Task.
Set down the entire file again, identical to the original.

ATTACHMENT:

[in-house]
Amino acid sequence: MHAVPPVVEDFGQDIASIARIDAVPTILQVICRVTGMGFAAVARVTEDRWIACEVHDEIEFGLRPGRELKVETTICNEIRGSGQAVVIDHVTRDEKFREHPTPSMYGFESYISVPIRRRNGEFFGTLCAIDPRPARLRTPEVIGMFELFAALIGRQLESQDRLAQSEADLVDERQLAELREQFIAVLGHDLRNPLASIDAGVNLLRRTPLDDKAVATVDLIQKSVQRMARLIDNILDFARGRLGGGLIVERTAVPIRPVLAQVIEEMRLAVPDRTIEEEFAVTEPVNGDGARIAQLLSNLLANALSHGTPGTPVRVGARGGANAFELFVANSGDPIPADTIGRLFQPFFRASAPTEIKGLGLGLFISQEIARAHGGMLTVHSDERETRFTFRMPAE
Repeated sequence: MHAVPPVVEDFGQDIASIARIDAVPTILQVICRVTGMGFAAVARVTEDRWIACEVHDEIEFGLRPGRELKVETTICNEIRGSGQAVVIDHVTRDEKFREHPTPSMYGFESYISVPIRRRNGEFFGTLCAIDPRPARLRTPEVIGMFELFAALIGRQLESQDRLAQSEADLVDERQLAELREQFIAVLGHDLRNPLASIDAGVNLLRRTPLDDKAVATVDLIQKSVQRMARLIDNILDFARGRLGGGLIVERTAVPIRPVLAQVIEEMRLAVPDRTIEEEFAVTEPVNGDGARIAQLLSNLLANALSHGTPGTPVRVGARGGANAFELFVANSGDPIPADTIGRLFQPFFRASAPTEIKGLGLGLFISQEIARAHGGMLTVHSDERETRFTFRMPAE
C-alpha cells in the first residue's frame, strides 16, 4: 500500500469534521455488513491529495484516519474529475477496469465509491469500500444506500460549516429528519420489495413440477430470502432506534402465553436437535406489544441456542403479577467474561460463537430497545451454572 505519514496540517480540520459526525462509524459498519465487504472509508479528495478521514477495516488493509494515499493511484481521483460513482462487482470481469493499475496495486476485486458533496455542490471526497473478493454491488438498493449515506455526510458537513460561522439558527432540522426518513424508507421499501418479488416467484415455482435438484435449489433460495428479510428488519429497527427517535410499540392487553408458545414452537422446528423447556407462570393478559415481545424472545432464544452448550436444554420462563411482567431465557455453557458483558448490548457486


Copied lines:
[in-house]
Amino acid sequence: MHAVPPVVEDFGQDIASIARIDAVPTILQVICRVTGMGFAAVARVTEDRWIACEVHDEIEFGLRPGRELKVETTICNEIRGSGQAVVIDHVTRDEKFREHPTPSMYGFESYISVPIRRRNGEFFGTLCAIDPRPARLRTPEVIGMFELFAALIGRQLESQDRLAQSEADLVDERQLAELREQFIAVLGHDLRNPLASIDAGVNLLRRTPLDDKAVATVDLIQKSVQRMARLIDNILDFARGRLGGGLIVERTAVPIRPVLAQVIEEMRLAVPDRTIEEEFAVTEPVNGDGARIAQLLSNLLANALSHGTPGTPVRVGARGGANAFELFVANSGDPIPADTIGRLFQPFFRASAPTEIKGLGLGLFISQEIARAHGGMLTVHSDERETRFTFRMPAE
Repeated sequence: MHAVPPVVEDFGQDIASIARIDAVPTILQVICRVTGMGFAAVARVTEDRWIACEVHDEIEFGLRPGRELKVETTICNEIRGSGQAVVIDHVTRDEKFREHPTPSMYGFESYISVPIRRRNGEFFGTLCAIDPRPARLRTPEVIGMFELFAALIGRQLESQDRLAQSEADLVDERQLAELREQFIAVLGHDLRNPLASIDAGVNLLRRTPLDDKAVATVDLIQKSVQRMARLIDNILDFARGRLGGGLIVERTAVPIRPVLAQVIEEMRLAVPDRTIEEEFAVTEPVNGDGARIAQLLSNLLANALSHGTPGTPVRVGARGGANAFELFVANSGDPIPADTIGRLFQPFFRASAPTEIKGLGLGLFISQEIARAHGGMLTVHSDERETRFTFRMPAE
C-alpha cells in the first residue's frame, strides 16, 4: 500500500469534521455488513491529495484516519474529475477496469465509491469500500444506500460549516429528519420489495413440477430470502432506534402465553436437535406489544441456542403479577467474561460463537430497545451454572 505519514496540517480540520459526525462509524459498519465487504472509508479528495478521514477495516488493509494515499493511484481521483460513482462487482470481469493499475496495486476485486458533496455542490471526497473478493454491488438498493449515506455526510458537513460561522439558527432540522426518513424508507421499501418479488416467484415455482435438484435449489433460495428479510428488519429497527427517535410499540392487553408458545414452537422446528423447556407462570393478559415481545424472545432464544452448550436444554420462563411482567431465557455453557458483558448490548457486